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Pop culture obsessives writing for the pop culture obsessed.

Brooklyn Nine-Nine: “Sal’s Pizza”

Illustration for article titled Brooklyn Nine-Nine: “Sal’s Pizza”
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Looking at the title of this episode and considering where Brooklyn Nine-Nine is set, I figured “Sal’s Pizza” would be a nod to Do the Right Thing. Sal’s Pizza may have burned down, but it’s not the hottest day of the year, and Mookie and Radio Raheem are nowhere to be found. For those who haven’t seen it (and, spoiler for a 24 year old movie), the climax of Do the Right the Thing is the immolation of Sal’s Pizzeria. Instead, “Sal’s Pizza” focused on the eternal struggle between cops and firefighters, one that possibly mirrors, say, a certain Parks Department and the, ugh, the library. I’m not asking for a frank discussion of race relations in Brooklyn or a parody of Do the Right Thing (that wouldn’t have played well); it’s just strange to include iconography so heavily associated with the setting involved and not give a nod to it at all. It’s not a knock on the episode, but it pervaded my thoughts throughout.

Peralta’s favorite pizza joint (but only the eighth best pizza joint in BK, according to Boyle’s e-mail blasts), burns to the ground, and Peralta is convinced there’s something rotten in the borough of Brooklyn. Enter Fire Commissioner Boone (Patton Oswalt), who bristles against Peralta’s insistence on taking over the arson investigation. The firefighter-cop dynamic is often dramatized, but it was great to see it in the context of a comedy, especially because both parties devolved into antics immediately.

In a way, this should have been Peralta’s episode, a look inside what makes Peralta who he is, and a step in the direction of righting one of Brooklyn Nine-Nine biggest problems: Its least palatable character is also its main character. But the emotional landing didn't stick. It was really Boyle’s episode. Joe Lo Truglia, coupled with strong writing, is doing wonders with Boyle. A simpering puppy dog of a character, Boyle could be potentially be truly irritating. But one of Lo Truglia’s strengths has always been his ability to so fully commit to how ridiculous his characters are. Boyle may worship at Peralta’s altar, but he has his convictions. He may spend far too much of his time on an e-mail blast about local pizzerias, but goddamnit if he’s not a pro at what he does. His blast is the only e-mail blast with mouth feel. His spit bucket was one of the episode's finer moments.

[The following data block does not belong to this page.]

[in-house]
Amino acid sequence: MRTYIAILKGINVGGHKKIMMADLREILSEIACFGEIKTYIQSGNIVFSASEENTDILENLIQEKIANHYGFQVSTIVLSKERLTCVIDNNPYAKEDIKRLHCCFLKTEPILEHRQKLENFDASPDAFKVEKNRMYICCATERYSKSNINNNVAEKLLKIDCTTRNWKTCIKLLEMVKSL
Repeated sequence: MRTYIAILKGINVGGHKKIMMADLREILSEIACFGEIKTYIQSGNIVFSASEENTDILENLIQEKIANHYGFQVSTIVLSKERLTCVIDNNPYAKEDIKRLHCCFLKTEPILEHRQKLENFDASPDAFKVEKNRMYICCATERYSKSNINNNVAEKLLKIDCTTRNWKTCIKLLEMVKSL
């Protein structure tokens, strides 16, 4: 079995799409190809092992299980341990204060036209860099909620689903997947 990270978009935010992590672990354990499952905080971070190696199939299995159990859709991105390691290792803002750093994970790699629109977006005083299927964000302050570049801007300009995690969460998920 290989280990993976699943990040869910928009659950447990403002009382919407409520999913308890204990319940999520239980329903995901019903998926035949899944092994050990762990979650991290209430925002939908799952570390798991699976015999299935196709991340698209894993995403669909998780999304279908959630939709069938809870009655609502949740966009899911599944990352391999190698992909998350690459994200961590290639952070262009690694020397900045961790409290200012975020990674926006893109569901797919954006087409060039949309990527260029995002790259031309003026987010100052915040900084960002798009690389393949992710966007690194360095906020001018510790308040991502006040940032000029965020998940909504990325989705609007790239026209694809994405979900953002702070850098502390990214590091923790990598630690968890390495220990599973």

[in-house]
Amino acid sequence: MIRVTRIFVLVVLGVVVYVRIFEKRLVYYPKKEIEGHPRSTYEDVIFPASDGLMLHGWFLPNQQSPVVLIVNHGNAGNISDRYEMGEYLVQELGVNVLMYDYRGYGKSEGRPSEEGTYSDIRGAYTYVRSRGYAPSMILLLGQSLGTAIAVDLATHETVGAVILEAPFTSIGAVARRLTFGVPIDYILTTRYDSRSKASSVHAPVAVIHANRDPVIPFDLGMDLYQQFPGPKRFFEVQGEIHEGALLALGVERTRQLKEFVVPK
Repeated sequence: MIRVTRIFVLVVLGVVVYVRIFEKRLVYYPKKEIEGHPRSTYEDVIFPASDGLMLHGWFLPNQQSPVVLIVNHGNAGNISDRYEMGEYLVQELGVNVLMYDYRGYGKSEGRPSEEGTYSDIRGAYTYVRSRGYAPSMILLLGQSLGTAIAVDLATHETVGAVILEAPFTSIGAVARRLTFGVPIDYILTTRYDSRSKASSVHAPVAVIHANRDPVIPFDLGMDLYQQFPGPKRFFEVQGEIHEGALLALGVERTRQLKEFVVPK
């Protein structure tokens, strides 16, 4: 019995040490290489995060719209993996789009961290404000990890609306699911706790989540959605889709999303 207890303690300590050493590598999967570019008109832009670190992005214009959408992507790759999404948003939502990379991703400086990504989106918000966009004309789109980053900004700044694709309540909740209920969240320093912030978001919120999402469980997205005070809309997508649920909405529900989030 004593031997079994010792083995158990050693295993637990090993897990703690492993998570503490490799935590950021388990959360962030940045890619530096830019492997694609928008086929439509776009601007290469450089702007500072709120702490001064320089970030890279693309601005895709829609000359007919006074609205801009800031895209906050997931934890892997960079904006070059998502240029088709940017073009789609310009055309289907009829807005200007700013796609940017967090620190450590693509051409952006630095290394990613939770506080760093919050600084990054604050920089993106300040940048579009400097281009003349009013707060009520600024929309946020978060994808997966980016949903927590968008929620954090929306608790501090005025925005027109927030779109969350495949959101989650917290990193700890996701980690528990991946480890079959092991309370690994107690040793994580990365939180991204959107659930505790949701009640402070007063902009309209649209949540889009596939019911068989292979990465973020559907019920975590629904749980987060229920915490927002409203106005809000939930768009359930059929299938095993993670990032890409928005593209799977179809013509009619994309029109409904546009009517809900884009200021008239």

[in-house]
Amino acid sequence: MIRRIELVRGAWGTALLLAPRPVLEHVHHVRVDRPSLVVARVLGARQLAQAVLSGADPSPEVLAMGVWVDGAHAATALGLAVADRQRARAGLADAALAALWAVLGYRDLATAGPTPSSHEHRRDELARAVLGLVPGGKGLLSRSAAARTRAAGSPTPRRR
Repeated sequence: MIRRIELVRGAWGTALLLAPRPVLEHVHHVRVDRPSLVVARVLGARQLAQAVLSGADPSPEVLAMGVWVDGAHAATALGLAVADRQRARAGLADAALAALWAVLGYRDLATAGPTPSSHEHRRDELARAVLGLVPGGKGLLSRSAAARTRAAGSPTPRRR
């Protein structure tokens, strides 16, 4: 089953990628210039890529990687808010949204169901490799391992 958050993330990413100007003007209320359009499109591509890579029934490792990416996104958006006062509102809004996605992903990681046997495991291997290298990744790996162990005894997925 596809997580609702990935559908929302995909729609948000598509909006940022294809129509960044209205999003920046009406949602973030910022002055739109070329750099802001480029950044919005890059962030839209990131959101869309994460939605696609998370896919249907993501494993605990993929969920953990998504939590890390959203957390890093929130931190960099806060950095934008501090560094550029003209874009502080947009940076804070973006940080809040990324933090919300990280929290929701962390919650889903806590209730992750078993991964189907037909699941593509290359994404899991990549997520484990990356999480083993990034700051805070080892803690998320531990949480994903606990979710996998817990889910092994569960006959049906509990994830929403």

The strength of the supporting cast was also demonstrated in the Gina-Terry pairing. I love when Gina and Terry team up, because it forces Terry Crews into a straight man role that he’s adept at handling. Crews, who has been one of the highlights of the series for me, is surprisingly versatile in both roles. In “Sal’s Pizza,” for instance, he goes from believing he has made a groundbreaking scientific discovery in anatomy to playing off Chelsea Peretti’s lunacy. Gina and Terry go in search of new IT head after a hacker, Savant (not his people name), reveals everyone’s search history. (“Scully searched for how much fudge is in a calorie.” “I never found the answer, but it was a good question.”) A series of Gina-infused interviews follow (“I just have a scootch of gingivitis”) that ultimately prove Gina’s sly genius.

Diaz and Santiago’s plot was less thrilling than the rest: Diaz is offered a job as Captain in a boring suburb, exposing Santiago’s jealous ambition. It was nicely book-ended with an overeager Santiago kowtowing to authority figure Holt and her admission that in a family of seven boys, competition was the way to success. I wasn’t happy about the prospect of comedy derived from women’s cattiness, but Diaz’s short moment of sentimentality, that women in male-dominated fields need to stick together, worked without feeling heavy-handed or cheesy. Unlike Santiago, it didn’t overstep its moment.

Stray observations:

  • Go read Sonia Saraiya’s piece “Fox is changing the landscape for black men on TV” right now.
  • Episode writer Lakshmi Sundaram wrote the Smash episode “Tech.” Aw, Smash/
  • Uh, so who else recognized Savant (Allen Evangelista) from Secret Life of the American Teenager? Just me?
  • There were some wonderful physical bits in this episode, like Santiago not pushing her chair far off enough away from Diaz, Terry’s destruction of the Magic Eight Ball (“Hey ball, if Savant was to do anything to hurt this precinct, would I destroy him? Answer uncertain. Try again.”), and, of course, Andre Braugher’s face during the final hugfest.
  • Rosa’s reaction last time the printer broke.
  • “Don’t give candy to a baby! They can’t brush their teeth.”
  • “Sounds like my mom describing her dishware … and she’s dead so tread lightly on the response.”
  • “There’s a bakery attached to the precinct.”